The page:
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Plasma transferrin and hemopexin are associated with altered A beta uptake and cognitive decline in Alzheimer's disease pathology

Artikel i vetenskaplig tidskrift
Författare A. Ashraf
Nicholas J. Ashton
P. Chatterjee
K. Goozee
K. K. Shen
J. Fripp
D. Ames
C. Rowe
C. L. Masters
V. Villemagne
A. Hye
R. N. Martins
P. W. So
Publicerad i Alzheimers Research & Therapy
Volym 12
Nummer/häfte 1
ISSN 1758-9193
Publiceringsår 2020
Publicerad vid Wallenberglaboratoriet
Institutionen för neurovetenskap och fysiologi, sektionen för psykiatri och neurokemi
Språk en
Länkar dx.doi.org/10.1186/s13195-020-00634...
Ämnesord Alzheimer's disease, Cognitively normal, Cognitive impairment, Heme, Hemoglobin, Iron, Mild cognitive impairment, Proteomics, Transferrin, amyloid-beta, cerebrospinal-fluid, hemoglobin alpha, iron homeostasis, heme, expression, neurons, peptides, tau, identification, Neurosciences & Neurology
Ämneskategorier Neurovetenskaper

Sammanfattning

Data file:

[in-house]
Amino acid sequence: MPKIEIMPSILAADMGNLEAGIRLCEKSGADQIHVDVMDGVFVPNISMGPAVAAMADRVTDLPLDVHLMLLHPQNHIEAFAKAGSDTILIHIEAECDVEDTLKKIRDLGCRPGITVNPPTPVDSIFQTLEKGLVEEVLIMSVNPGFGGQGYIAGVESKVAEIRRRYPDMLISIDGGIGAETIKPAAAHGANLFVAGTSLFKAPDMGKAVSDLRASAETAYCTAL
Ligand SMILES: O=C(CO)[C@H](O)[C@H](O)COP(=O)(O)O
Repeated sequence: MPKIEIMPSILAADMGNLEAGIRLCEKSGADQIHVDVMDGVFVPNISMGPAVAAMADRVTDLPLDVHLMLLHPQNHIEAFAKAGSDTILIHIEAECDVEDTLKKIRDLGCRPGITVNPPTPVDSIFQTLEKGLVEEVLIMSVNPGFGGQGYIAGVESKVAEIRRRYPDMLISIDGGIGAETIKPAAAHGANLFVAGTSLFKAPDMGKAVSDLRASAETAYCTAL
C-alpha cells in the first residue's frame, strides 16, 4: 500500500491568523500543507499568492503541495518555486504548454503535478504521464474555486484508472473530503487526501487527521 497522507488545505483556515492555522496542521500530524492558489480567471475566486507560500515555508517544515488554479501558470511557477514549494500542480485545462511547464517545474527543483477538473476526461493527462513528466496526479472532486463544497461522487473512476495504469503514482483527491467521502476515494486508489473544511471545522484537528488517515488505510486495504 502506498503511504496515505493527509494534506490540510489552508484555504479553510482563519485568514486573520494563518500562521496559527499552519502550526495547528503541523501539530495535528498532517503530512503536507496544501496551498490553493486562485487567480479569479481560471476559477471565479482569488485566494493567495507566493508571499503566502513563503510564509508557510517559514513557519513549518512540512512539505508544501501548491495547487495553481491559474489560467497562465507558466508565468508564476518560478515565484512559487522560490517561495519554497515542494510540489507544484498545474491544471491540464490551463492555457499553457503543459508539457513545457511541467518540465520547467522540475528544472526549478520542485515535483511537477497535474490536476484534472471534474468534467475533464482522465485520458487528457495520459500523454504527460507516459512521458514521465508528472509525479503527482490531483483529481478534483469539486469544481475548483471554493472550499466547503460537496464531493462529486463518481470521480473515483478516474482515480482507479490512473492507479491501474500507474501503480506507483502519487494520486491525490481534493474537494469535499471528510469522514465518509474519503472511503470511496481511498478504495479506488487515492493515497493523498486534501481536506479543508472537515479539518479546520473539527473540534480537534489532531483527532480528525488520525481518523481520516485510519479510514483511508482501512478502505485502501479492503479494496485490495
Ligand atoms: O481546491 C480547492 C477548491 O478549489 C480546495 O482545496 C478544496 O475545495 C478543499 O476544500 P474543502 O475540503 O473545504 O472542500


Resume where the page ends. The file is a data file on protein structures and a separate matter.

Background Heme and iron homeostasis is perturbed in Alzheimer's disease (AD); therefore, the aim of the study was to examine the levels and association of heme with iron-binding plasma proteins in cognitively normal (CN), mild cognitive impairment (MCI), and AD individuals from the Australian Imaging, Biomarker and Lifestyle Flagship Study of Ageing (AIBL) and Kerr Anglican Retirement Village Initiative in Ageing Health (KARVIAH) cohorts. Methods Non-targeted proteomic analysis by high-resolution mass spectrometry was performed to quantify relative protein abundances in plasma samples from 144 CN individuals from the AIBL and 94 CN from KARVIAH cohorts and 21 MCI and 25 AD from AIBL cohort. ANCOVA models were utilized to assess the differences in plasma proteins implicated in heme/iron metabolism, while multiple regression modeling (and partial correlation) was performed to examine the association between heme and iron proteins, structural neuroimaging, and cognitive measures. Results Of the plasma proteins implicated in iron and heme metabolism, hemoglobin subunit beta (p = 0.001) was significantly increased in AD compared to CN individuals. Multiple regression modeling adjusted for age, sex, APOE epsilon 4 genotype, and disease status in the AIBL cohort revealed lower levels of transferrin but higher levels of hemopexin associated with augmented brain amyloid deposition. Meanwhile, transferrin was positively associated with hippocampal volume and MMSE performance, and hemopexin was negatively associated with CDR scores. Partial correlation analysis revealed lack of significant associations between heme/iron proteins in the CN individuals progressing to cognitive impairment. Conclusions In conclusion, heme and iron dyshomeostasis appears to be a feature of AD. The causal relationship between heme/iron metabolism and AD warrants further investigation.

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